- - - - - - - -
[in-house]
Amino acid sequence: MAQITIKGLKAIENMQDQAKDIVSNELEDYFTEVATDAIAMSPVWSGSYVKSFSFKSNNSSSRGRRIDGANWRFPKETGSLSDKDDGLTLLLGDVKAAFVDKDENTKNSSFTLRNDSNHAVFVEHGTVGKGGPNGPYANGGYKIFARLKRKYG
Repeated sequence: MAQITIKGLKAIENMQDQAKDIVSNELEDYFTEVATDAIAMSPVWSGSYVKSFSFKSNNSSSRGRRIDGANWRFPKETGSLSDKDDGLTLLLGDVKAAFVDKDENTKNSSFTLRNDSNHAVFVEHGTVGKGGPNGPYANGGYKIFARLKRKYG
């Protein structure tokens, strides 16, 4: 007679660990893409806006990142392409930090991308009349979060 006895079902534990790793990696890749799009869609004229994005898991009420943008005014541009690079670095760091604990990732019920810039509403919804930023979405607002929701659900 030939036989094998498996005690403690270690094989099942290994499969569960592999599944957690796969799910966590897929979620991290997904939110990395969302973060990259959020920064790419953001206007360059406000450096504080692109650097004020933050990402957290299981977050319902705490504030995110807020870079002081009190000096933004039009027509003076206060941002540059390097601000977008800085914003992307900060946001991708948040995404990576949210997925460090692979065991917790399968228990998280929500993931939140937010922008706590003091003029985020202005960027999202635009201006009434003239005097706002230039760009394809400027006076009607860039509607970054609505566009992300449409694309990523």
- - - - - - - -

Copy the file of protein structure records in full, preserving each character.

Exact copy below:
[in-house]
Amino acid sequence: MAQITIKGLKAIENMQDQAKDIVSNELEDYFTEVATDAIAMSPVWSGSYVKSFSFKSNNSSSRGRRIDGANWRFPKETGSLSDKDDGLTLLLGDVKAAFVDKDENTKNSSFTLRNDSNHAVFVEHGTVGKGGPNGPYANGGYKIFARLKRKYG
Repeated sequence: MAQITIKGLKAIENMQDQAKDIVSNELEDYFTEVATDAIAMSPVWSGSYVKSFSFKSNNSSSRGRRIDGANWRFPKETGSLSDKDDGLTLLLGDVKAAFVDKDENTKNSSFTLRNDSNHAVFVEHGTVGKGGPNGPYANGGYKIFARLKRKYG
């Protein structure tokens, strides 16, 4: 007679660990893409806006990142392409930090991308009349979060 006895079902534990790793990696890749799009869609004229994005898991009420943008005014541009690079670095760091604990990732019920810039509403919804930023979405607002929701659900 030939036989094998498996005690403690270690094989099942290994499969569960592999599944957690796969799910966590897929979620991290997904939110990395969302973060990259959020920064790419953001206007360059406000450096504080692109650097004020933050990402957290299981977050319902705490504030995110807020870079002081009190000096933004039009027509003076206060941002540059390097601000977008800085914003992307900060946001991708948040995404990576949210997925460090692979065991917790399968228990998280929500993931939140937010922008706590003091003029985020202005960027999202635009201006009434003239005097706002230039760009394809400027006076009607860039509607970054609505566009992300449409694309990523």